Ultros review: a bold, beautiful, and baffling Metroidvania
12.02.2024 - 10:11
/ Giovanni Colantonio
Ultros MSRP $25.00 Score Details Pros
- Psychedelic art
- Fantastic music
- Unique gardening system
- Unclear visual design
- Underexplained systems
- Tedious backtracking
My bloody quest to kill a grotesque demon is about to reach its climax when I stop to do a bit of intergalactic gardening. Testing out a mysterious new tool I received, I blow a puff of blue gas at a hanging vine. At first, I’m confused as all I can seemingly do is slightly change the direction it’s growing in. That’s when I accidentally direct it into a pool of golden liquid. Suddenly, vines sprout out in every direction, cutting through the substance like a newly grown nervous system. After marveling at the wonders of nature, I lodge my handy digger drone into the wall and completely uproot my creation, turning it back into a simple seed.
Birth. Death. Rebirth.
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That simple loop powers Ultros, a stylish new Metroidvania by developer Hadoque, like a healthy heart locked behind a twisted rib cage. Once I weed through its dense sci-fi lore and overcomplicated gameplay systems, I begin to discover a more digestible spiritual journey about the unknowable cycle of life and death. Getting there can be a frustrating journey, though; Ultros is a confusing labyrinth of ideas that I still find myself a little lost in even now.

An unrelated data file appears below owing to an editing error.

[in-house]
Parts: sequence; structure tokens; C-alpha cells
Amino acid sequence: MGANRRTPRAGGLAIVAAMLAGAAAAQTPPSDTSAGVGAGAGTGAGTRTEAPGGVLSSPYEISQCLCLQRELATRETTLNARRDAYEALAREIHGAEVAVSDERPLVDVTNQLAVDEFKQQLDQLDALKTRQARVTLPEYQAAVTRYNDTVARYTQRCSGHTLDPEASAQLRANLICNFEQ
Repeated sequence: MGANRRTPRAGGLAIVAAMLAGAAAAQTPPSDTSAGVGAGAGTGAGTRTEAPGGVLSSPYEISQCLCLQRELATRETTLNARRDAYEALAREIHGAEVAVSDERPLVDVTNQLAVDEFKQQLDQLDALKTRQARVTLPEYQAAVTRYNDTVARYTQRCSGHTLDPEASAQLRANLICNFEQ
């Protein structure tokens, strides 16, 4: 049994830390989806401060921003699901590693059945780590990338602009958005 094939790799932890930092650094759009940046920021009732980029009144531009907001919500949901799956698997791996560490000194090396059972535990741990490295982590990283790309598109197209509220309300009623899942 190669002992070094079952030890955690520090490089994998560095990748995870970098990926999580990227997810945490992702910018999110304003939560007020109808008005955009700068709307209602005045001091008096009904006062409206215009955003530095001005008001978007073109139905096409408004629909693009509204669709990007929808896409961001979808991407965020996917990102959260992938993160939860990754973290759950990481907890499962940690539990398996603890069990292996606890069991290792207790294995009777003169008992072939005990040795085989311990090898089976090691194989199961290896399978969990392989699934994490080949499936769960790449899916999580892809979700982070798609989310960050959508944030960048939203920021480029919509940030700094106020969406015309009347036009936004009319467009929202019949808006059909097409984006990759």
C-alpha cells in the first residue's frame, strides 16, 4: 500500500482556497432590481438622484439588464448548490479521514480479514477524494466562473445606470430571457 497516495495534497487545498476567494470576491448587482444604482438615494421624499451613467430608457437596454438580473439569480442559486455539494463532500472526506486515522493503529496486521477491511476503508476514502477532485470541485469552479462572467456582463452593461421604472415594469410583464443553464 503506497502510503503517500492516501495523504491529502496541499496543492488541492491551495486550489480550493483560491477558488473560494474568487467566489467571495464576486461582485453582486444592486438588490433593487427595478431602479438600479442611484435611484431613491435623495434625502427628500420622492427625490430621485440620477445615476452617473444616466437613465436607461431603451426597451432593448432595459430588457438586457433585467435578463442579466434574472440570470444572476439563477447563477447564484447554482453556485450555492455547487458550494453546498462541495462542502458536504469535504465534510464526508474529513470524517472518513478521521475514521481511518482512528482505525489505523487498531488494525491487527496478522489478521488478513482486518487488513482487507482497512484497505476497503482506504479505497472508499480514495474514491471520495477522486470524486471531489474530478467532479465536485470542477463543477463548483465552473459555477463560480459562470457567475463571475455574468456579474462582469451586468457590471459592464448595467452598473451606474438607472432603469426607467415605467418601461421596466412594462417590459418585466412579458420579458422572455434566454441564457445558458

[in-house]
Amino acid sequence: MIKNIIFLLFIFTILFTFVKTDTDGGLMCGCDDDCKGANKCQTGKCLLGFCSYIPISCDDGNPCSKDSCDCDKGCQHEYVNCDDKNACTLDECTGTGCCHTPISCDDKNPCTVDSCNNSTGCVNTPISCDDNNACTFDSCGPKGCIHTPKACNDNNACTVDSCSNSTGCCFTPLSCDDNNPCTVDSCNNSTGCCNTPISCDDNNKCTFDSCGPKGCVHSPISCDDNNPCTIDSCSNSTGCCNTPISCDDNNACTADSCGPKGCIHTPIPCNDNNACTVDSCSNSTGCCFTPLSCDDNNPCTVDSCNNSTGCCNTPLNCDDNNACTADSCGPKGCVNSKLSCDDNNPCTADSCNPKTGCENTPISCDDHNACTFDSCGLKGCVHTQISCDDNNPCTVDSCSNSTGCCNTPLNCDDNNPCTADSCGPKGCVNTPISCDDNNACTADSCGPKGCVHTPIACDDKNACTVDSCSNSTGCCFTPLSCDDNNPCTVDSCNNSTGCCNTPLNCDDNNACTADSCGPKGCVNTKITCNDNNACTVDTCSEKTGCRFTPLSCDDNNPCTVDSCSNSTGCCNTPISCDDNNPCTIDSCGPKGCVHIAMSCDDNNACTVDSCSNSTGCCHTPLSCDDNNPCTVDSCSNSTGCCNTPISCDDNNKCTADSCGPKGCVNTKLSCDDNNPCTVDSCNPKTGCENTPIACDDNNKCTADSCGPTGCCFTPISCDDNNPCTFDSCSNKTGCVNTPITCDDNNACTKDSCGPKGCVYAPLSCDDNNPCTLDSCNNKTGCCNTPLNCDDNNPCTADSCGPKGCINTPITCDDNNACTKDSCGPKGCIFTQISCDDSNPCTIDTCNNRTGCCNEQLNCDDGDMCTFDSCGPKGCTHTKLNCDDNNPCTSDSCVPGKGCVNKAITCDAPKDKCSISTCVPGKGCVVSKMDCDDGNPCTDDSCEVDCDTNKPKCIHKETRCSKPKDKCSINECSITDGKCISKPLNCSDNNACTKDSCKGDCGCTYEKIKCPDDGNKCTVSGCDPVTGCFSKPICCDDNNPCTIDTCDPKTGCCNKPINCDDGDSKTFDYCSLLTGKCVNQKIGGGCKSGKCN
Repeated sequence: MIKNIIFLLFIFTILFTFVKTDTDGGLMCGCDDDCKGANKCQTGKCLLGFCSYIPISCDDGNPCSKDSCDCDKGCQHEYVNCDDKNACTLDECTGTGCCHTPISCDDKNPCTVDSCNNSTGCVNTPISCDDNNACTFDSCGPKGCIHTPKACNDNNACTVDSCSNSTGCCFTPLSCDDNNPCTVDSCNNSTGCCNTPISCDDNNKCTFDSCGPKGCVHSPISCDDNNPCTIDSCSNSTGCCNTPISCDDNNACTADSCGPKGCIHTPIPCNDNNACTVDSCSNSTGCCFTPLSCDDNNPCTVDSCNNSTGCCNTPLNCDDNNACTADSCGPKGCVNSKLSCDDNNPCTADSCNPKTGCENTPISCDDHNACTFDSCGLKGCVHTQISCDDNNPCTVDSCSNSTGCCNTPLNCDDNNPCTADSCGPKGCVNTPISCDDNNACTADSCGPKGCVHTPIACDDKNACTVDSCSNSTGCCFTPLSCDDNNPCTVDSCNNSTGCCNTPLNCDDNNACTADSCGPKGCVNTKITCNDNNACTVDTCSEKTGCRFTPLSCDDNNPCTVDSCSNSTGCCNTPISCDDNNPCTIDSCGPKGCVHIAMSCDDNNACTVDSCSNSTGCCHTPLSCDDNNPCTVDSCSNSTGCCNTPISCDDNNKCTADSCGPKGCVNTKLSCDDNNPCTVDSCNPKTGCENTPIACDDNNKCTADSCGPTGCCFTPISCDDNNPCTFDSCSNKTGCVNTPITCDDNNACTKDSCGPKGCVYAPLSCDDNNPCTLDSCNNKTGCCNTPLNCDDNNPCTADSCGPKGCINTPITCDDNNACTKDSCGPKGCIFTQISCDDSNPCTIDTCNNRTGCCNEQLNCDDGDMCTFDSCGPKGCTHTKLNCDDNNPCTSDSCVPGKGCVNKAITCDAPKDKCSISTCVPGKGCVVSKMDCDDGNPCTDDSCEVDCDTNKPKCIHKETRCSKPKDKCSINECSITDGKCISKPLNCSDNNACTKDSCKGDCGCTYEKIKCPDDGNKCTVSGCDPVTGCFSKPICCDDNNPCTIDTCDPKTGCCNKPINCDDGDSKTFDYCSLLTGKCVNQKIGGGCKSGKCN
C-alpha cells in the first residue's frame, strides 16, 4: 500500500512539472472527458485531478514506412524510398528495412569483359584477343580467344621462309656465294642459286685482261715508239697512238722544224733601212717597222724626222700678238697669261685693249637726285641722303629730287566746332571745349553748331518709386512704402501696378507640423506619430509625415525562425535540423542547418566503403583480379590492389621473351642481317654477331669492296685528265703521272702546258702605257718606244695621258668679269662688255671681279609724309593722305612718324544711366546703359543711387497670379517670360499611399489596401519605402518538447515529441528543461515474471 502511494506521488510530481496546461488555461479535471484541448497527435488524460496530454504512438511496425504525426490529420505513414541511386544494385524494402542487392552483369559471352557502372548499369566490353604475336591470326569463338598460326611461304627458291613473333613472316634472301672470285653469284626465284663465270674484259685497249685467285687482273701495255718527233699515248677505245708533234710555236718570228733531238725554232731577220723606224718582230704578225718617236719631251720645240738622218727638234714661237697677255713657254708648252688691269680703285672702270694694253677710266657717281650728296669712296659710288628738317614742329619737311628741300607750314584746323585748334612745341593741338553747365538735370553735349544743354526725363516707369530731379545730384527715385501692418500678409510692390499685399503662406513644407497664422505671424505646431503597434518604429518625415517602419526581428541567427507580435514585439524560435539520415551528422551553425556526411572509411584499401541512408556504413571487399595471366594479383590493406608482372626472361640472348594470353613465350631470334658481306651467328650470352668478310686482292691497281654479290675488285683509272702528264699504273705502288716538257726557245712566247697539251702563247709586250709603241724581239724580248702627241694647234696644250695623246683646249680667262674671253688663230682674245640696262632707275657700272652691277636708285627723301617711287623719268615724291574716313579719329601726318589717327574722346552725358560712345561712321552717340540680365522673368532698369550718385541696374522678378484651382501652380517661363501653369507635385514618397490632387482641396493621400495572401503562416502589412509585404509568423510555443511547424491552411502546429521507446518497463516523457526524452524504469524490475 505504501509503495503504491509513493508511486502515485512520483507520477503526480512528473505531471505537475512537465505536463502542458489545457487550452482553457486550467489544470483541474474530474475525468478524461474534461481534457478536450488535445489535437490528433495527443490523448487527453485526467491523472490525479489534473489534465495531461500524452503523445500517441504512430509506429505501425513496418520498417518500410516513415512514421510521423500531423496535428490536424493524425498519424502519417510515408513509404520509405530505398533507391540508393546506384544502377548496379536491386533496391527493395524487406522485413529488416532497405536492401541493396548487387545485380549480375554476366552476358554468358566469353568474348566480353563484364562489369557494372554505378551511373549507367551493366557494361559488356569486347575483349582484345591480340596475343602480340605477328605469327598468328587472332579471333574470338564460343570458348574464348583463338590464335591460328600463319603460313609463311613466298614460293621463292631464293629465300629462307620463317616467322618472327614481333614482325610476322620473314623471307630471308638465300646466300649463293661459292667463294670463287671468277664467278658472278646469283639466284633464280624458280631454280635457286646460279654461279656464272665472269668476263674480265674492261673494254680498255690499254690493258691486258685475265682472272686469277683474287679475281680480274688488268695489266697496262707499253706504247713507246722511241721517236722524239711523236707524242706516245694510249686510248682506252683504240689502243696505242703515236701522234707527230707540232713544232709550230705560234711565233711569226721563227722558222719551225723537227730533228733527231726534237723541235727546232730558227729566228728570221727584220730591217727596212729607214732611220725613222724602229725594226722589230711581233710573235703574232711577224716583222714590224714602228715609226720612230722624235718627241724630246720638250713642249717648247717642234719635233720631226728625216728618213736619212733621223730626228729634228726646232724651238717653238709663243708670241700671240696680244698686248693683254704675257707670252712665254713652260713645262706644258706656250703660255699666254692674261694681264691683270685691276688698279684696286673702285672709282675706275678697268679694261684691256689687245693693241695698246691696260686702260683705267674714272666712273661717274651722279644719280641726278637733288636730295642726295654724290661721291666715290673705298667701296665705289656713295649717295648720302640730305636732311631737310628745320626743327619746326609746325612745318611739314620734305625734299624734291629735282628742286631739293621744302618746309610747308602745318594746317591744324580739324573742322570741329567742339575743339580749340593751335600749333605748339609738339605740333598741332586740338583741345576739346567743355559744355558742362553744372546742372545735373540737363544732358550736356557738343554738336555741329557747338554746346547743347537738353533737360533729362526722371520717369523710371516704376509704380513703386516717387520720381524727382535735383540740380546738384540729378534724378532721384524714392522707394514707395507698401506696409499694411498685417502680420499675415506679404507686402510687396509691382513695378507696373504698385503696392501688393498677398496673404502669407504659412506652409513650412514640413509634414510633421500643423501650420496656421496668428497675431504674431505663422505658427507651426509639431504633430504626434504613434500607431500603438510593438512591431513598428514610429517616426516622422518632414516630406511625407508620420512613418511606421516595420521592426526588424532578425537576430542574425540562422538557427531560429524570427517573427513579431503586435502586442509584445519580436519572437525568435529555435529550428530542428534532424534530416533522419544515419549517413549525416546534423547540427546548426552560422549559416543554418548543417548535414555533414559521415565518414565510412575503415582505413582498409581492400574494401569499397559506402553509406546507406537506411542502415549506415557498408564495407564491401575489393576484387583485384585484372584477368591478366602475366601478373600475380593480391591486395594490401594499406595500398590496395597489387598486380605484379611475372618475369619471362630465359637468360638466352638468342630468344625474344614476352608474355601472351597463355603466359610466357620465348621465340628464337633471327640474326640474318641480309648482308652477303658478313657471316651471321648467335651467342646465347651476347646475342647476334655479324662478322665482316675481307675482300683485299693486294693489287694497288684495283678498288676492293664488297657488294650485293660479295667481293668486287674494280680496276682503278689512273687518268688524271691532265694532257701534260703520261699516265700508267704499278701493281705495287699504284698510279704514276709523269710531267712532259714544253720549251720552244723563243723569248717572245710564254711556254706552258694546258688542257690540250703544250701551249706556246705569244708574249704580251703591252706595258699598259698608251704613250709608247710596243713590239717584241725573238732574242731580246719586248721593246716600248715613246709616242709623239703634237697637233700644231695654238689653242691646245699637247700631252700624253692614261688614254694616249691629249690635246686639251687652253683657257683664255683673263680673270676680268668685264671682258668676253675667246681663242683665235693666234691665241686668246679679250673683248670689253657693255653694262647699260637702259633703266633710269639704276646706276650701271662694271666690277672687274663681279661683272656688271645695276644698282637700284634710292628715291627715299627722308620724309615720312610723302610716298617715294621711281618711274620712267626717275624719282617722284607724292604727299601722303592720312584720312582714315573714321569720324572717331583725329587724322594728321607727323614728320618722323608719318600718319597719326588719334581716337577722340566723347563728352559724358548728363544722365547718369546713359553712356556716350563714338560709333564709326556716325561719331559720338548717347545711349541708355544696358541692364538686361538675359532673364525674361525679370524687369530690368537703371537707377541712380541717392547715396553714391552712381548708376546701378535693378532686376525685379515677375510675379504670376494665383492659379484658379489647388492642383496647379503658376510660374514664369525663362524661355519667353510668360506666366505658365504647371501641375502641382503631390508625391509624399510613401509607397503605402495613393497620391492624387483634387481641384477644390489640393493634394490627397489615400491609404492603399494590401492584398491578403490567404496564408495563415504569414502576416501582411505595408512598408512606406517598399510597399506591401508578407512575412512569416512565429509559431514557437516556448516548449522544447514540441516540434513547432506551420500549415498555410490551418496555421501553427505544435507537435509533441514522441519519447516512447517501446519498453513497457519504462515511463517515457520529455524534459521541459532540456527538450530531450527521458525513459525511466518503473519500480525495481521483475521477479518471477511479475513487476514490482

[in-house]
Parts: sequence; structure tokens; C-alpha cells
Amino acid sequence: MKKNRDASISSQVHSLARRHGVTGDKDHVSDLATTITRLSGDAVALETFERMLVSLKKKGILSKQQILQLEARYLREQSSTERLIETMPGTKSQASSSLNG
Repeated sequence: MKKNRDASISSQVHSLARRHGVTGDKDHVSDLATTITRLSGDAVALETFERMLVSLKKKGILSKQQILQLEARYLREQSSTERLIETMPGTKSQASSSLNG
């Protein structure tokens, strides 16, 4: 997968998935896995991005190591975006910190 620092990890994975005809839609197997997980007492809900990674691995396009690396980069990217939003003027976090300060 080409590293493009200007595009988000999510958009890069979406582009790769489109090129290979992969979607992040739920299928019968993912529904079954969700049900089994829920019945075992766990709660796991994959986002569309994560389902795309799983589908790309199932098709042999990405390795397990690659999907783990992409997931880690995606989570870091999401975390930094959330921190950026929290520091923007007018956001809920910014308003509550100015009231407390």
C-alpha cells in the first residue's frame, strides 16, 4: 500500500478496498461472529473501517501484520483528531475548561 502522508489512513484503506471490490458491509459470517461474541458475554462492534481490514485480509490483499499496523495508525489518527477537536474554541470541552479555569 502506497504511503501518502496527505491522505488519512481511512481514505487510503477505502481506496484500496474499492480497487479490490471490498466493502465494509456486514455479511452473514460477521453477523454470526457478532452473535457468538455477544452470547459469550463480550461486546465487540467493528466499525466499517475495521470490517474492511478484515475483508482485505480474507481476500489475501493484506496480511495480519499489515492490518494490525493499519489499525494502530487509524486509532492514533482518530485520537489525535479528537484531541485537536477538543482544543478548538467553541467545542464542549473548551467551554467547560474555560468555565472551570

A psychedelic trip
In Ultros, I take on the role of an astronaut in a slick red coat who crash-lands on a massive vessel, The Sarcophagus. I quickly learn that the ship doesn’t just house corridors full of colorful plant life, but also a demonic entity known as Ultros. To vanquish it, I’ll need to hunt down seven Shaman, taking a different technological power from them that’ll help unlock new biomes on the ship. To make matters more complicated, all of this is happening in a black hole. At key points in the story, the entire cycle begins anew. I’m in a constant cycle of rebirth.
It’s like I’m exploring the inside of a human body.
The story leans into hard sci-fi, with a narrative so wrapped up in its own alien worldbuilding that it feels like reading a different language altogether. Like a lot of things in the game, it can be difficult to fully comprehend what’s going on even after the credits roll. Thankfully, Ultros’ more clearly communicates through its art design and gameplay systems — even if its most creative swings make the adventure feel even more obtuse.
What immediately sticks out here is Ultros’ astonishing art style. Inspired by the distinct work of French artist Moebius, The Sarcophagus is a psychedelic trip that’s unlike any digital world I’ve ever explored.